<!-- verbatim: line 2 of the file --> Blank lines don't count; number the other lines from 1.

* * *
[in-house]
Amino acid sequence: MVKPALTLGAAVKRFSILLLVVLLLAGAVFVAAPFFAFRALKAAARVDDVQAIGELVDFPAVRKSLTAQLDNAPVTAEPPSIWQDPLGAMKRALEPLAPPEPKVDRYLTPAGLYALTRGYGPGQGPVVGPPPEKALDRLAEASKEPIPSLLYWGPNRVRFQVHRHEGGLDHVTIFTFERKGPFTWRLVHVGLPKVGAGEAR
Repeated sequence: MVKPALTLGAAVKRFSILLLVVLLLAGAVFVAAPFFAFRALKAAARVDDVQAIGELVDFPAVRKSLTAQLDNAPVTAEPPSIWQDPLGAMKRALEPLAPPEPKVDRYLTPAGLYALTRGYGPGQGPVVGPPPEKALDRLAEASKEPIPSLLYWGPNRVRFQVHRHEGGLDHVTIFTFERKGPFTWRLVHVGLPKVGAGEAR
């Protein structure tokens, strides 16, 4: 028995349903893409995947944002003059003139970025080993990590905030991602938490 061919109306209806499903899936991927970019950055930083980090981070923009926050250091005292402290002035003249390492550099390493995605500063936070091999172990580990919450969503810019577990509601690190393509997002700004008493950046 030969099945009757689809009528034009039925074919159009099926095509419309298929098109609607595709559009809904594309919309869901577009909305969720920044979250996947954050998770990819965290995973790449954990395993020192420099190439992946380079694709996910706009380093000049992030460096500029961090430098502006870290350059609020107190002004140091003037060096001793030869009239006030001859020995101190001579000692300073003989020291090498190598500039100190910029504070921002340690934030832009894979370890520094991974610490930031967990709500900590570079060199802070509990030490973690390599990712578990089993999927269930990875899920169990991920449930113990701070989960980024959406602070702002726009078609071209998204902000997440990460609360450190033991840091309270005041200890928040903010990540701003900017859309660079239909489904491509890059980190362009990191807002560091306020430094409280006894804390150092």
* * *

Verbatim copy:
Amino acid sequence: MVKPALTLGAAVKRFSILLLVVLLLAGAVFVAAPFFAFRALKAAARVDDVQAIGELVDFPAVRKSLTAQLDNAPVTAEPPSIWQDPLGAMKRALEPLAPPEPKVDRYLTPAGLYALTRGYGPGQGPVVGPPPEKALDRLAEASKEPIPSLLYWGPNRVRFQVHRHEGGLDHVTIFTFERKGPFTWRLVHVGLPKVGAGEAR